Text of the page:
Manchester City will hold an open exhibition to discuss plans to increase the capacity of the Etihad Stadium.
The club will provide two options, the first of which would see the south stand revamped to increase capacity to approximately 54,000, with the second proposing work to the south and north stands simultaneously to take it nearer 60,000.
Fans, local residents and other stakeholders will attend the function at the ground, where their opinions will be taken under consideration via a short questionnaire.
City’s head of infrastructure and corporate responsibility, Pete Bradshaw, said on the club’s website: “Manchester City Football Club strives to provide its supporters and visiting fans with one of the best possible matchday experiences in the Premier League and European football.
“Games are selling out frequently prior to going on open sale and there is rising demand from supporters for more season tickets, matchday tickets and premium seating. This is why we are considering these expansion proposals.”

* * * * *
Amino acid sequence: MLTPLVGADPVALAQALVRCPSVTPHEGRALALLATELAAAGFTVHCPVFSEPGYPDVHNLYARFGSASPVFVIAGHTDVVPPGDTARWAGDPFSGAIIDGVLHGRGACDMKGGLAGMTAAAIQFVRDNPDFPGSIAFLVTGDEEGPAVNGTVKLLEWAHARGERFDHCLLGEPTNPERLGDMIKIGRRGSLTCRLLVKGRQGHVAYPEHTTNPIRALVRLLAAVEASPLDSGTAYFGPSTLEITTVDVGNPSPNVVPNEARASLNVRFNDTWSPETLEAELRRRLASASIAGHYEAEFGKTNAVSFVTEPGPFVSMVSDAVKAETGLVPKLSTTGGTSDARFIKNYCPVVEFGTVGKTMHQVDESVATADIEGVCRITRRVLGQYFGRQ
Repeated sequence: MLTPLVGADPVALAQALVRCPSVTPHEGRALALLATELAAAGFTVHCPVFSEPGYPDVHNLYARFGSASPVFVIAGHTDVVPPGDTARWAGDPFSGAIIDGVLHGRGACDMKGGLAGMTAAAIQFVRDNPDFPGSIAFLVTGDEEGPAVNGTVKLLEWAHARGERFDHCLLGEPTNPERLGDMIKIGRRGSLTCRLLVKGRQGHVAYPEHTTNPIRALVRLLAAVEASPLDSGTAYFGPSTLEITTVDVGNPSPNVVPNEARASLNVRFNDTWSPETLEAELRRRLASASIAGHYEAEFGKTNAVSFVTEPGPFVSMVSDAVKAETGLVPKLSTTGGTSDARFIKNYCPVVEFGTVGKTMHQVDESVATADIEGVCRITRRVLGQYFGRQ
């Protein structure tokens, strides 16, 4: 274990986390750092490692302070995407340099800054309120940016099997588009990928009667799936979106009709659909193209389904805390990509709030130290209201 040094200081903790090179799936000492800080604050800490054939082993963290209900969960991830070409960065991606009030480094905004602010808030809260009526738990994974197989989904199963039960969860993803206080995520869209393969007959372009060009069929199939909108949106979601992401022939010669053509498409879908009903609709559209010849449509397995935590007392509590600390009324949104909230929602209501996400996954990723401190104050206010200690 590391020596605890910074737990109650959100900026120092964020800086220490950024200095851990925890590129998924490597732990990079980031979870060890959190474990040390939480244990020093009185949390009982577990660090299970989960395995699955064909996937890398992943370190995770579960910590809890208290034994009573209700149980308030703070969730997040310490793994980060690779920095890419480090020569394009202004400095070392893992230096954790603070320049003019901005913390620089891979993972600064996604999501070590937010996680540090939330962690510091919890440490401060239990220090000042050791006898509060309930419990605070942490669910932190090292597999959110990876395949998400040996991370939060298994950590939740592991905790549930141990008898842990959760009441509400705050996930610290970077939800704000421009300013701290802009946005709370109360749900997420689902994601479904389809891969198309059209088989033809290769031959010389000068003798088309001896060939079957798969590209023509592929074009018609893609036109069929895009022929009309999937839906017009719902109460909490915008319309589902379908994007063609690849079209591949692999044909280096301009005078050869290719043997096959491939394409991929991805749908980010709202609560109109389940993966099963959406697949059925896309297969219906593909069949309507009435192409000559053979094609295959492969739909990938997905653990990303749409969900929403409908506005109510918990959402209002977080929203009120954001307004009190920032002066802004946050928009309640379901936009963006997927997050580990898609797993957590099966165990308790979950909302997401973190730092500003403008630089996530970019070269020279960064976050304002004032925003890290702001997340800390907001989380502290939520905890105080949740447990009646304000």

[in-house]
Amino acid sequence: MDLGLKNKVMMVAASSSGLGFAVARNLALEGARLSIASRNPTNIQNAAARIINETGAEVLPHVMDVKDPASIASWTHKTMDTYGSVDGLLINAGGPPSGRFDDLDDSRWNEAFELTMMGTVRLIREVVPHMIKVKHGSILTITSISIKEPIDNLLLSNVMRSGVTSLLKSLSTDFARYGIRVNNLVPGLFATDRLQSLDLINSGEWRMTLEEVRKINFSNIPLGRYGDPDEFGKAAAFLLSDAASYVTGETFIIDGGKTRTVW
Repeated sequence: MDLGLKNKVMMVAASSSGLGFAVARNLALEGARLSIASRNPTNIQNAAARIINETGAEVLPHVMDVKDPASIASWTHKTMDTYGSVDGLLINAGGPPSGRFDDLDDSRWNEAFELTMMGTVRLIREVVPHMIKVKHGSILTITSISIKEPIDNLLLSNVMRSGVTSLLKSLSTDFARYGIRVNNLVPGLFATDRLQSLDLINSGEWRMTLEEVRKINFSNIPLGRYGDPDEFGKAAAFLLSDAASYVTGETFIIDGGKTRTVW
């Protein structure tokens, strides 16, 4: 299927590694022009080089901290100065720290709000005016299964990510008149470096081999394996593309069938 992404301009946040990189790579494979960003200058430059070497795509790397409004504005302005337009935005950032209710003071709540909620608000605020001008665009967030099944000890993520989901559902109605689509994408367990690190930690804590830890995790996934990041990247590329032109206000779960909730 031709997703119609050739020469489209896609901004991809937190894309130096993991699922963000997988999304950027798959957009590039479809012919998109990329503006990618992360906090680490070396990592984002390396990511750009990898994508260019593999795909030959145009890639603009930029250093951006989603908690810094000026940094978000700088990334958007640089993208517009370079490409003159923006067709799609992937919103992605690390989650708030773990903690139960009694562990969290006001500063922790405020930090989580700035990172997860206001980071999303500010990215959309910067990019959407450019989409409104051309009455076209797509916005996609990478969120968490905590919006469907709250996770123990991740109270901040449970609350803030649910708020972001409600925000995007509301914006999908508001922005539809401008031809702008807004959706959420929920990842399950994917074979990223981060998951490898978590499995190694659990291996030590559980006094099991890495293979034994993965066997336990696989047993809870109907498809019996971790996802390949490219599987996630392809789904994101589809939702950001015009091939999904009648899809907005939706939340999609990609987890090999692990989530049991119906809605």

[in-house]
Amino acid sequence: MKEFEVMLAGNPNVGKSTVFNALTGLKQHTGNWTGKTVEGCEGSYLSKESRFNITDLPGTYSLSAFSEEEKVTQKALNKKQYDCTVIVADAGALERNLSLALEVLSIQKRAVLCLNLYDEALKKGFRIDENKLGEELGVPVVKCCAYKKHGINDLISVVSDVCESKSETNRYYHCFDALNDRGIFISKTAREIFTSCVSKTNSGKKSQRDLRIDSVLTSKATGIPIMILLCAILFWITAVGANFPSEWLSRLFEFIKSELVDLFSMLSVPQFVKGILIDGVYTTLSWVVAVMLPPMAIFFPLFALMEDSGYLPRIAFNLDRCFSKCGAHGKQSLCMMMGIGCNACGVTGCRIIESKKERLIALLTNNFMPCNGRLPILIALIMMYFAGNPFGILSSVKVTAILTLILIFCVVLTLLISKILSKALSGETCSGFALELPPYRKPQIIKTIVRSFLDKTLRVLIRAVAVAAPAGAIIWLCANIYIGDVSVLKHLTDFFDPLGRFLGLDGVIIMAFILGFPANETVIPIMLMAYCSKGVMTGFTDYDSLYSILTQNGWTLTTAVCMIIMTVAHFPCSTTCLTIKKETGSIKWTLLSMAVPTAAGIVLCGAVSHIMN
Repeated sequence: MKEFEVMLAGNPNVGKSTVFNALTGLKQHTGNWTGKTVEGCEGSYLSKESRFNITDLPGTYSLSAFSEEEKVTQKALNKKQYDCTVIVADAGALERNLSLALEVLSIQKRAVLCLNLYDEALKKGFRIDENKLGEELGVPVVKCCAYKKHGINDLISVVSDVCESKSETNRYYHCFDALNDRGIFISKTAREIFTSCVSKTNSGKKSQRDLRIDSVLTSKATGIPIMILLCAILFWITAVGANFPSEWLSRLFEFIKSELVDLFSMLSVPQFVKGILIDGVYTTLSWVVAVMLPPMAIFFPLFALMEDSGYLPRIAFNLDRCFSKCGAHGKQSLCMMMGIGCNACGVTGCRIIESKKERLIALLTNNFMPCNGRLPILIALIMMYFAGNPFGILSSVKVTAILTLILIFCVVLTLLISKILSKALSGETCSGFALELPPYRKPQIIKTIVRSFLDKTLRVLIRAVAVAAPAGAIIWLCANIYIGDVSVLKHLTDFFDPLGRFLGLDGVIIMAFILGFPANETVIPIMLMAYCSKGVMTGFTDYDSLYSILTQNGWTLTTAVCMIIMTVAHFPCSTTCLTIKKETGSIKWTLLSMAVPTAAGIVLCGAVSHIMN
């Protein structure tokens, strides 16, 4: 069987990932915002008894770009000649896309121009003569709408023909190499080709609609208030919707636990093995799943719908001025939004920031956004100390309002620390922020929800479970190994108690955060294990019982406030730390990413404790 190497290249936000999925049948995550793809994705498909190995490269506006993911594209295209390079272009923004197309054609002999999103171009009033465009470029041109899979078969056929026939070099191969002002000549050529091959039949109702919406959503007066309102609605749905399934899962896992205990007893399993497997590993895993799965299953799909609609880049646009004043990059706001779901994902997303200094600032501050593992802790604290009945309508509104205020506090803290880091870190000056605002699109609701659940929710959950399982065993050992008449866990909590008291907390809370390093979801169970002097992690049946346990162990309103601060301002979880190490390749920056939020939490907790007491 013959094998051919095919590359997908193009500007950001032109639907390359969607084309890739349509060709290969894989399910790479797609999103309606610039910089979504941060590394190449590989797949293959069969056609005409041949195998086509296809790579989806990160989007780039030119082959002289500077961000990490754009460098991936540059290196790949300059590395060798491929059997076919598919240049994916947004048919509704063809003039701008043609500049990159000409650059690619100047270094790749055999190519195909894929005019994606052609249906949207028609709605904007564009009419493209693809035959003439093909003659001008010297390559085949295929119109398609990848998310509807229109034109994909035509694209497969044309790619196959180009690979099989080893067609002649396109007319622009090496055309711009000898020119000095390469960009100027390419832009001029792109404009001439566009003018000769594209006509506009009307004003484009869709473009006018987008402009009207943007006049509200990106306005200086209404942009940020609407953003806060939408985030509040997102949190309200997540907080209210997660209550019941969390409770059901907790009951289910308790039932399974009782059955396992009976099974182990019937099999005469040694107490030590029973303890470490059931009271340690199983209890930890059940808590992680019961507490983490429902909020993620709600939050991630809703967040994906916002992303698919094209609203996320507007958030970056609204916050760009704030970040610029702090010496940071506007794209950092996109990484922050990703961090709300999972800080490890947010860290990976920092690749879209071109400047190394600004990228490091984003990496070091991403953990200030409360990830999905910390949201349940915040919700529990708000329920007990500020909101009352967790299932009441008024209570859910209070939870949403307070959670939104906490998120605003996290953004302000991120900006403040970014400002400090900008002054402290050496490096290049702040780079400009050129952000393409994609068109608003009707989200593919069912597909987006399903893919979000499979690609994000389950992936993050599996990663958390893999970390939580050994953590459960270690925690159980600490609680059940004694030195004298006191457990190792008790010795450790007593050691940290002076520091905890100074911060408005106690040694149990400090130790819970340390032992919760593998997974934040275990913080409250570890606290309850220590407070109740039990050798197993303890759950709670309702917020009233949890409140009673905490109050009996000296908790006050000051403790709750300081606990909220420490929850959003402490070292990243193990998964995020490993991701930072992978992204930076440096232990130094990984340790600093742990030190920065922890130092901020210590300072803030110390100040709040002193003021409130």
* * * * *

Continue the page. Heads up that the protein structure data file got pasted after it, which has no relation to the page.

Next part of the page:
Initial public discussions will run throughout July and August, before formal proposals will be put forward later in the year ahead of the club submitting their planning application in December.
City moved into the stadium in 2003 after it was initially used for the 2002 Commonwealth Games.
With a current capacity of 47,805, the redevelopment could see their maximum attendance leapfrog fellow Premier League sides Chelsea and Liverpool.
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